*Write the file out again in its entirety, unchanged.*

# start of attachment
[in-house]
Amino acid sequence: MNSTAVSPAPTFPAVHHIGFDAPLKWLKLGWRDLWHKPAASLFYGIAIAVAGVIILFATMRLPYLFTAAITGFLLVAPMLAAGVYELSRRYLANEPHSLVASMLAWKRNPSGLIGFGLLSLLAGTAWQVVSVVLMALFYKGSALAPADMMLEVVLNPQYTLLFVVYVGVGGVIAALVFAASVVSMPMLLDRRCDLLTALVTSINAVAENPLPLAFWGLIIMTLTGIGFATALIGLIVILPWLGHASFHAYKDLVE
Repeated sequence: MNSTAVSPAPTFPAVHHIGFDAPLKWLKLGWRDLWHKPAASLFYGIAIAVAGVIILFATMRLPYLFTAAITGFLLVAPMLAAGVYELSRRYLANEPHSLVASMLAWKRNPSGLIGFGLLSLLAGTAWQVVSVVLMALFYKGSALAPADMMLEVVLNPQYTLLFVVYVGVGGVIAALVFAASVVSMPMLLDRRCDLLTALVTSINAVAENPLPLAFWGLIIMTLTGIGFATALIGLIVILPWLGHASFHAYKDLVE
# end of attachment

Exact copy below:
[in-house]
Amino acid sequence: MNSTAVSPAPTFPAVHHIGFDAPLKWLKLGWRDLWHKPAASLFYGIAIAVAGVIILFATMRLPYLFTAAITGFLLVAPMLAAGVYELSRRYLANEPHSLVASMLAWKRNPSGLIGFGLLSLLAGTAWQVVSVVLMALFYKGSALAPADMMLEVVLNPQYTLLFVVYVGVGGVIAALVFAASVVSMPMLLDRRCDLLTALVTSINAVAENPLPLAFWGLIIMTLTGIGFATALIGLIVILPWLGHASFHAYKDLVE
Repeated sequence: MNSTAVSPAPTFPAVHHIGFDAPLKWLKLGWRDLWHKPAASLFYGIAIAVAGVIILFATMRLPYLFTAAITGFLLVAPMLAAGVYELSRRYLANEPHSLVASMLAWKRNPSGLIGFGLLSLLAGTAWQVVSVVLMALFYKGSALAPADMMLEVVLNPQYTLLFVVYVGVGGVIAALVFAASVVSMPMLLDRRCDLLTALVTSINAVAENPLPLAFWGLIIMTLTGIGFATALIGLIVILPWLGHASFHAYKDLVE